It was only after watching a great deal of House M.D. that I discovered that Hugh Laurie had penned a novel (published about a decade ago, now). I was intrigued. Clearly the man is an exceptional actor, but, as we all know, a great actor does not a great author make. Certainly both an actor and an author will have an understanding of the structure of a good story and the ingredients for interesting characters. Writing, however, is an art unto itself.
An art that Mr. Laurie is clearly in possession of.
The Gun Seller follows the fortunes of former Scots Guards Captain Thomas Lang when he is dragged into a worldwide conspiracy featuring all sorts of ne’er do wells like corrupt CIA operatives, terrorists groups, and unscrupulous arms merchants.
The Gun Seller is…a bit of a bugger to describe, actually. I suppose it could be said to be a spy/thriller novel; however, I can’t help but feel that this does the book a grave disservice. It is so much more than that. Others have classified it as a spy spoof, but again I feel they’ve missed the point. A spoof is a study in absurdity, a parody of an otherwise serious topic, whereas this book tells a very real and sometimes harrowing tale from the perspective of a man with a sharp tongue and a wicked sense of humour.
Laurie has chosen to write from the first person perspective, which is a courageous choice for a new author. It severely limits his options, because he can only work from the perception of his protagonist. However, Laurie does this masterfully, and from the first paragraph I was hooked and laughing out loud. The sheer quantity of laughs to be found in this book is astonishing, considering the seriousness of the themes explored, and I think it’s this humour that misleads some into seeing a spoof where none exists.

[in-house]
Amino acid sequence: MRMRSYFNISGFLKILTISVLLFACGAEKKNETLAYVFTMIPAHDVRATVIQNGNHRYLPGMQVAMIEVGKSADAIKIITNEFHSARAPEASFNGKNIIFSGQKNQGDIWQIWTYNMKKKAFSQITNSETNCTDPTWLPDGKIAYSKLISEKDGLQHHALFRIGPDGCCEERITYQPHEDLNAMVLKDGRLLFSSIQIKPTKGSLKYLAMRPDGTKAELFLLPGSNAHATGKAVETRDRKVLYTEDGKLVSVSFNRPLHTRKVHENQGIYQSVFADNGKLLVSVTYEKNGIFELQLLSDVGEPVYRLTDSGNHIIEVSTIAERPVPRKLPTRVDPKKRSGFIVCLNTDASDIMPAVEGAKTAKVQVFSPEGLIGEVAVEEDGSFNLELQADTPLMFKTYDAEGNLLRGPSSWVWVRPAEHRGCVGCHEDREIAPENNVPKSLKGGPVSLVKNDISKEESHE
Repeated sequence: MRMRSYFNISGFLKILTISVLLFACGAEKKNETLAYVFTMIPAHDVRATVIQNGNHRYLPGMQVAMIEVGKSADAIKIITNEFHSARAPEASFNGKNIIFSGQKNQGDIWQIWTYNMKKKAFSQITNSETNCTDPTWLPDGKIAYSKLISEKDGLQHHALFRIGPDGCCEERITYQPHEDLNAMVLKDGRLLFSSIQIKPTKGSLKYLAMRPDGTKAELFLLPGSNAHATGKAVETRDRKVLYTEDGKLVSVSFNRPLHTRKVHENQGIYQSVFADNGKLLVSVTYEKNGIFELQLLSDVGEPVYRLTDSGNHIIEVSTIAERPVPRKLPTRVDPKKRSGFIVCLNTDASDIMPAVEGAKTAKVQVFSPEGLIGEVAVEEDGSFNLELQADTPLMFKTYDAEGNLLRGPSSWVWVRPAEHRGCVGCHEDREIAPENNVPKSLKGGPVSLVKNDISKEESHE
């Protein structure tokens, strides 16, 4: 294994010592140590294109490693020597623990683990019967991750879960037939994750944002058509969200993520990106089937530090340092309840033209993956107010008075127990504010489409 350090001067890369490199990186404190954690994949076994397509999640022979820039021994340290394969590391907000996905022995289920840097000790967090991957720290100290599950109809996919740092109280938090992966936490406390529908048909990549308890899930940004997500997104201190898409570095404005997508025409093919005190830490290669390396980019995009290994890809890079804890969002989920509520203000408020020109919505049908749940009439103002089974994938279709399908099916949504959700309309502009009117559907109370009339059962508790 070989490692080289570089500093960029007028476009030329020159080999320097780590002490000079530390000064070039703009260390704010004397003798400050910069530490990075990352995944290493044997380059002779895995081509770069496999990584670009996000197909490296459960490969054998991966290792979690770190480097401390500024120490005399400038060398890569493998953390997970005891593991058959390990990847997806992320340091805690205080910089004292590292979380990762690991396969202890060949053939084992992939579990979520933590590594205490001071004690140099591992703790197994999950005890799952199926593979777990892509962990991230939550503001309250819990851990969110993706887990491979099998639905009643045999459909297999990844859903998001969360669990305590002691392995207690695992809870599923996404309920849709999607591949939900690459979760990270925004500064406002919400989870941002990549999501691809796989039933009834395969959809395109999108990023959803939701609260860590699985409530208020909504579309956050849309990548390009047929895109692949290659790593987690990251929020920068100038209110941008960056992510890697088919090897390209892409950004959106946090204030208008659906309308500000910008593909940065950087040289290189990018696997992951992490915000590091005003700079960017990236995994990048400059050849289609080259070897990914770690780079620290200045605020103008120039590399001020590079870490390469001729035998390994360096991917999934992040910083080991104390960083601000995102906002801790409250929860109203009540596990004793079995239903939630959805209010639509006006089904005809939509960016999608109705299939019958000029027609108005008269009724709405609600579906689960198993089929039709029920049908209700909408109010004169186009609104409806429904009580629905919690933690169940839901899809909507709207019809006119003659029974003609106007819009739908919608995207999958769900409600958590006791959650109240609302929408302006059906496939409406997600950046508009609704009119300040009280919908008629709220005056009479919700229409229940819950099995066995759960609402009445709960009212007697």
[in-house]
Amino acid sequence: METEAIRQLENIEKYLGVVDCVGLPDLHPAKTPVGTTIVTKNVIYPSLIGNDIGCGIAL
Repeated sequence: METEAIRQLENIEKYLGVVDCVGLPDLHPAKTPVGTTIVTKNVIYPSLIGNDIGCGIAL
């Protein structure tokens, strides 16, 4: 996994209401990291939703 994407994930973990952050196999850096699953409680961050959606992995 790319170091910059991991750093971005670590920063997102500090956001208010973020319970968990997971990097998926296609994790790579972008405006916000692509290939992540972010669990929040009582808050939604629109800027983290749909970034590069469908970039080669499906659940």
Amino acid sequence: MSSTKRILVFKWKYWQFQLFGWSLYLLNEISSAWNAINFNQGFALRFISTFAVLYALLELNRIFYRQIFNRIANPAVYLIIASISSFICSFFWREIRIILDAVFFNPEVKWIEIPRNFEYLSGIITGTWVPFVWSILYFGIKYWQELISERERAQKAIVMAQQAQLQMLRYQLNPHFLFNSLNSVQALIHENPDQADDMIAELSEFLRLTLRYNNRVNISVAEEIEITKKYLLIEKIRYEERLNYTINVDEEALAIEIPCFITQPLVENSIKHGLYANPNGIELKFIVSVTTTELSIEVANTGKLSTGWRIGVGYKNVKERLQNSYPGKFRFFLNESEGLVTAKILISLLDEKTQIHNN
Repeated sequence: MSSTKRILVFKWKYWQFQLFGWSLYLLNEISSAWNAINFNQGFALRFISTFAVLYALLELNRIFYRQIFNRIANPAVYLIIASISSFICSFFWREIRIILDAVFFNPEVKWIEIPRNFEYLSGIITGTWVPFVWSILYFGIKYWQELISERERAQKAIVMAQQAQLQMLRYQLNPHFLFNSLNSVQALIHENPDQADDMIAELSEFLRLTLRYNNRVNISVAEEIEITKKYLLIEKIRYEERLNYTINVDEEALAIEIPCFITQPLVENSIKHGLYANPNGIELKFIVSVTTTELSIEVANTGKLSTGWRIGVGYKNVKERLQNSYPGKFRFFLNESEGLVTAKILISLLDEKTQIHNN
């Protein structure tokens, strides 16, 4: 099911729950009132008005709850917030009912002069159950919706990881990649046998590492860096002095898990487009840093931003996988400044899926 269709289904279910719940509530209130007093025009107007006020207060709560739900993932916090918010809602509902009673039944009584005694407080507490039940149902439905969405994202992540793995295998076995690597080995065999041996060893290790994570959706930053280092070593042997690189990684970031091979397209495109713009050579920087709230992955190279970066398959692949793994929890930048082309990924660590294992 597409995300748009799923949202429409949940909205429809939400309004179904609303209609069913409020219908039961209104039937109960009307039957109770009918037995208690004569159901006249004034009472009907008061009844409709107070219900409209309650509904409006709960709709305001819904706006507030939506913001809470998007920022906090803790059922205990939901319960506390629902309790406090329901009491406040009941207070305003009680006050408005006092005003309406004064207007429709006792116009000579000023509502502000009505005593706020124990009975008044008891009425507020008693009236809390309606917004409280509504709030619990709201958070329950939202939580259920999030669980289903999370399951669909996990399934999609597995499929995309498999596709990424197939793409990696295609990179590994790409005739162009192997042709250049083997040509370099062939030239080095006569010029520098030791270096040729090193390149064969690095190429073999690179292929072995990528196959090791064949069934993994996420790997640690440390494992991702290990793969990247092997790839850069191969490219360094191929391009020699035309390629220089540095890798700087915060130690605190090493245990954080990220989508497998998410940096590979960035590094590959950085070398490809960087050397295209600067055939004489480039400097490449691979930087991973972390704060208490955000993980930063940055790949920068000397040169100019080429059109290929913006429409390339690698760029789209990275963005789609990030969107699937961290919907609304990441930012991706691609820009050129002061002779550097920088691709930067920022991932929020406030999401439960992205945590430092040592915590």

Laurie’s protagonist, Captain Thomas Lang (retd.), is a very endearing character whose irreverance and aforementioned sense of humour is strongly reminiscent of Laurie’s own. So strong is the association that I found myself picturing Laurie as Lang and felt that Laurie was almost writing an acting part he would love to play. Lang, under the charming boyish exterior, is a very tough man indeed, who plays the ex-soldier-for-hire who’s in over his head with a great deal of panache and sincerity that challenges the stereotype. His supporting cast are all possessed of a great deal of depth, and Lang’s relationship to each of them remains central to the story throughout.
The plot twists and turns like a twisty turny thing, and I was left hanging on every word as the story slowly revealed itself. The suspense remains in place until the last paragraph, and I had no idea how it would end and was often surprised at some of Laurie’s choices. The book does end rather abruptly, which might bother those who would wish to see the aftermath, but I feel that he ended it with admirable brevity and subtlety with a delightful little dig that should leave you wondering who the gun seller in the title really is.
In summary I think this book is in the must-read category for anyone with a taste for classic British humour and suspenseful, thought-provoking tales. It is lovingly written and explores the officially sanctioned yet darker side of the international arms trade as well as some of the less pleasant aspects of the human condition. This may seem incongruous when combined with the humour so liberally sprinkled throughout, but Laurie really makes it work. It seems his genius is not limited to the screen. I sincerely hope he will put pen to paper again.